MIMO - When Music is Your Fix

Sigur Rós Returns With “Valtari”

XL Recordings (2012)

After what was rumored to be an “indefinite hiatus,” (and a solo jaunt by frontman Jónsi), Icelandic band Sigur Rós has returned with Valtari, their first studio album in four years—and quite possibly their most epic work to date.

I’ll be the first to admit, listening to Sigur Rós requires me to be in a certain frame of mind. Don’t bother comparing them to other bands, because they don’t sound like anything else (although some bands now attempt to sound like them, which is a good sign). And forget about trying to sing along—what few lyrics there are, they are usually either in Icelandic or completely unintelligible. On occasion, Sigur Rós has ventured ever-so-slightly into pop or indie-rock territory, but mainly they are identified with post-rock, a style that incorporates slow, ethereal, ambient sounds and long instrumental passages.

With Valtari, the band has settled solidly back into the post-rock category, to the point that the record plays almost like a movie soundtrack. Throughout the album’s eight cuts (the shortest of which clocks in at just over five minutes), atmosphere seems to be the main musical goal. Rich, layered textures of strings and bowed guitar provide the main foundation, accented by the occasional touch of percussion, piano, glockenspiel or other noisemakers—and of course, the even less-occasional unintelligible falsetto vocals of Jónsi. To describe it with words doesn’t do it justice: when I read it back, it sounds as though the music is sparse and utterly boring. But the opposite is true; somehow, when all the elements come together, the music sparkles and shimmers, and the result is mesmerizing. These are some of the most beautiful sounds I think Sigur Rós has ever produced.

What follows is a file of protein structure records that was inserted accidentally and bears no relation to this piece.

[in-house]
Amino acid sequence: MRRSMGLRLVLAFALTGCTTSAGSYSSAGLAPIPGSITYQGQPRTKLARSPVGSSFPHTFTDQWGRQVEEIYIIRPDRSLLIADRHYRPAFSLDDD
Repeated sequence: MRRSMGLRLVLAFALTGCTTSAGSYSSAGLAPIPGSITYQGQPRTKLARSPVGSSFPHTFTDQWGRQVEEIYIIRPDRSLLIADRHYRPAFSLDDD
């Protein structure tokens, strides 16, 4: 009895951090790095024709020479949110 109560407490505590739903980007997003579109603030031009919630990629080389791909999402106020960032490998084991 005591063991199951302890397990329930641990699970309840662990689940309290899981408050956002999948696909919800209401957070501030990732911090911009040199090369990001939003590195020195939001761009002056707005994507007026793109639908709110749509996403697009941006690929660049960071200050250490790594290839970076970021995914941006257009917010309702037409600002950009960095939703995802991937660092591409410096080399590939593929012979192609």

I don’t know whether this is a case of absence making the heart grow fonder, but from where I stand, it seems like the hiatus has done Sigur Rós a world of good. With Valteri, it seems to me that the band has re-focused and re-centered, and in a manner of speaking, come home. This is the best record they could have made, the record they needed to make. This band hasn’t been out of circulation long enough for this to be a “comeback” album, but make no mistake—they are back. Valteri might just turn out to be my favorite Sigur Rós album.

ALBUM RATING: Five stars (out of five)

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About the Author


Growing up in Portland, Oregon, Kim Phelps found her inspiration and love for music listening to local bands play in the coffeehouses around town. She soon found her own voice as a singer-songwriter, and eventually began playing her own gigs in the coffee shops. Her personal influences include Ani DiFranco, Indigo Girls, Ingrid Michaelson and Cat Power, but as an indie musician herself, she has an affinity for any band or artist who pursues creative freedom on the outskirts of the music industry. As our Indie correspondent, Kim makes a point of highlighting up-and-coming independent acts who are creating a buzz and building an audience. When she's not blogging for us or playing in the coffee shops, Kim works as a barista herself to help pay the bills. She currently lives in Seattle, Washington.

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Posted in: Indie/Alternative Music


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